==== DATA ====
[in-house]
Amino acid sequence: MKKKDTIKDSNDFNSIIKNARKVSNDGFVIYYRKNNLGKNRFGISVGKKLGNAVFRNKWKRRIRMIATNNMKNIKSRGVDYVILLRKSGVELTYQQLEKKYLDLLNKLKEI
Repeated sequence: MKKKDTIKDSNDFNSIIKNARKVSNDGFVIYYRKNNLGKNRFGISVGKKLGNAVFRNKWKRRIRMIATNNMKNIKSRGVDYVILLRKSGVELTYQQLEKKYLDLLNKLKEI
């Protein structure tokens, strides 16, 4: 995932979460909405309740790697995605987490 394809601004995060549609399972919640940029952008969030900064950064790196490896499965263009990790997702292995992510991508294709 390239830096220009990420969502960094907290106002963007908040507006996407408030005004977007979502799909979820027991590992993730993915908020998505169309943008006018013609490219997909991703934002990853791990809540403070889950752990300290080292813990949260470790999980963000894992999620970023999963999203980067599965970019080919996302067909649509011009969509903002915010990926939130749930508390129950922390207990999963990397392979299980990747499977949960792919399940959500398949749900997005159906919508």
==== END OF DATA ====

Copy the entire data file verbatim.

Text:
[in-house]
Amino acid sequence: MKKKDTIKDSNDFNSIIKNARKVSNDGFVIYYRKNNLGKNRFGISVGKKLGNAVFRNKWKRRIRMIATNNMKNIKSRGVDYVILLRKSGVELTYQQLEKKYLDLLNKLKEI
Repeated sequence: MKKKDTIKDSNDFNSIIKNARKVSNDGFVIYYRKNNLGKNRFGISVGKKLGNAVFRNKWKRRIRMIATNNMKNIKSRGVDYVILLRKSGVELTYQQLEKKYLDLLNKLKEI
């Protein structure tokens, strides 16, 4: 995932979460909405309740790697995605987490 394809601004995060549609399972919640940029952008969030900064950064790196490896499965263009990790997702292995992510991508294709 390239830096220009990420969502960094907290106002963007908040507006996407408030005004977007979502799909979820027991590992993730993915908020998505169309943008006018013609490219997909991703934002990853791990809540403070889950752990300290080292813990949260470790999980963000894992999620970023999963999203980067599965970019080919996302067909649509011009969509903002915010990926939130749930508390129950922390207990999963990397392979299980990747499977949960792919399940959500398949749900997005159906919508």